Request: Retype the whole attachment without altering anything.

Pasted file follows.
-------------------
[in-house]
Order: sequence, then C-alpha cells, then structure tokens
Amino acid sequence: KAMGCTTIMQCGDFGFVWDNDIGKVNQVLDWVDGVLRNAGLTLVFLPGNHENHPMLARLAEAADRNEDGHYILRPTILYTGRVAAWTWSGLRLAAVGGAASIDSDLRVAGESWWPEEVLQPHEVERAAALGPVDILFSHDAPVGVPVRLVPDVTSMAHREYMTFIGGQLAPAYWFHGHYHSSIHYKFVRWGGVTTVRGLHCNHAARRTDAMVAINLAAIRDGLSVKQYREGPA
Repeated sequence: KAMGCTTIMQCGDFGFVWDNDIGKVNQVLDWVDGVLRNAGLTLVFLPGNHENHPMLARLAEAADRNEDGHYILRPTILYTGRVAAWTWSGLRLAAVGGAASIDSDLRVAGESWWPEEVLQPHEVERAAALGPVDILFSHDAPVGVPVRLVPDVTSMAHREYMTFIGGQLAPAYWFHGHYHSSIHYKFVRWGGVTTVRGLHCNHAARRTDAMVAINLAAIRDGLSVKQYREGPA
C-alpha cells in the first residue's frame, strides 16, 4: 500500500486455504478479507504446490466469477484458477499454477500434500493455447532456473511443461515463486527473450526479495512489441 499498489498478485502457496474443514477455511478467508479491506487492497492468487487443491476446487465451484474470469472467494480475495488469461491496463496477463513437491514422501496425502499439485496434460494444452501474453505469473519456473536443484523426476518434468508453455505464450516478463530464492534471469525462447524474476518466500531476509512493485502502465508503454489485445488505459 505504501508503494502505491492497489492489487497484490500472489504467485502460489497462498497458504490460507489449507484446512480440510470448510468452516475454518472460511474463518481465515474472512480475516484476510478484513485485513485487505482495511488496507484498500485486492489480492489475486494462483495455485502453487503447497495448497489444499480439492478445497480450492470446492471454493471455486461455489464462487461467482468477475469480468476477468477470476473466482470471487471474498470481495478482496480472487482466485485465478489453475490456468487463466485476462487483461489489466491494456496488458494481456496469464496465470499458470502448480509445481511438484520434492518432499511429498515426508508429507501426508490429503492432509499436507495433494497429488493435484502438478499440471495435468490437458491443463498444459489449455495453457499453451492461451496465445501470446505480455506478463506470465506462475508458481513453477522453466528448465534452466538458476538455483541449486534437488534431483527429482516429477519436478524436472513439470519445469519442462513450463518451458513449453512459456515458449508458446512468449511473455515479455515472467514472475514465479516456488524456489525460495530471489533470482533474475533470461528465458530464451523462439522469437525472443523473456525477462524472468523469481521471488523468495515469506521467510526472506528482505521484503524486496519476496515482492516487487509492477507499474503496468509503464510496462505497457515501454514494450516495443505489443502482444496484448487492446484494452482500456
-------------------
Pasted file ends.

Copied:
[in-house]
Order: sequence, then C-alpha cells, then structure tokens
Amino acid sequence: KAMGCTTIMQCGDFGFVWDNDIGKVNQVLDWVDGVLRNAGLTLVFLPGNHENHPMLARLAEAADRNEDGHYILRPTILYTGRVAAWTWSGLRLAAVGGAASIDSDLRVAGESWWPEEVLQPHEVERAAALGPVDILFSHDAPVGVPVRLVPDVTSMAHREYMTFIGGQLAPAYWFHGHYHSSIHYKFVRWGGVTTVRGLHCNHAARRTDAMVAINLAAIRDGLSVKQYREGPA
Repeated sequence: KAMGCTTIMQCGDFGFVWDNDIGKVNQVLDWVDGVLRNAGLTLVFLPGNHENHPMLARLAEAADRNEDGHYILRPTILYTGRVAAWTWSGLRLAAVGGAASIDSDLRVAGESWWPEEVLQPHEVERAAALGPVDILFSHDAPVGVPVRLVPDVTSMAHREYMTFIGGQLAPAYWFHGHYHSSIHYKFVRWGGVTTVRGLHCNHAARRTDAMVAINLAAIRDGLSVKQYREGPA
C-alpha cells in the first residue's frame, strides 16, 4: 500500500486455504478479507504446490466469477484458477499454477500434500493455447532456473511443461515463486527473450526479495512489441 499498489498478485502457496474443514477455511478467508479491506487492497492468487487443491476446487465451484474470469472467494480475495488469461491496463496477463513437491514422501496425502499439485496434460494444452501474453505469473519456473536443484523426476518434468508453455505464450516478463530464492534471469525462447524474476518466500531476509512493485502502465508503454489485445488505459 505504501508503494502505491492497489492489487497484490500472489504467485502460489497462498497458504490460507489449507484446512480440510470448510468452516475454518472460511474463518481465515474472512480475516484476510478484513485485513485487505482495511488496507484498500485486492489480492489475486494462483495455485502453487503447497495448497489444499480439492478445497480450492470446492471454493471455486461455489464462487461467482468477475469480468476477468477470476473466482470471487471474498470481495478482496480472487482466485485465478489453475490456468487463466485476462487483461489489466491494456496488458494481456496469464496465470499458470502448480509445481511438484520434492518432499511429498515426508508429507501426508490429503492432509499436507495433494497429488493435484502438478499440471495435468490437458491443463498444459489449455495453457499453451492461451496465445501470446505480455506478463506470465506462475508458481513453477522453466528448465534452466538458476538455483541449486534437488534431483527429482516429477519436478524436472513439470519445469519442462513450463518451458513449453512459456515458449508458446512468449511473455515479455515472467514472475514465479516456488524456489525460495530471489533470482533474475533470461528465458530464451523462439522469437525472443523473456525477462524472468523469481521471488523468495515469506521467510526472506528482505521484503524486496519476496515482492516487487509492477507499474503496468509503464510496462505497457515501454514494450516495443505489443502482444496484448487492446484494452482500456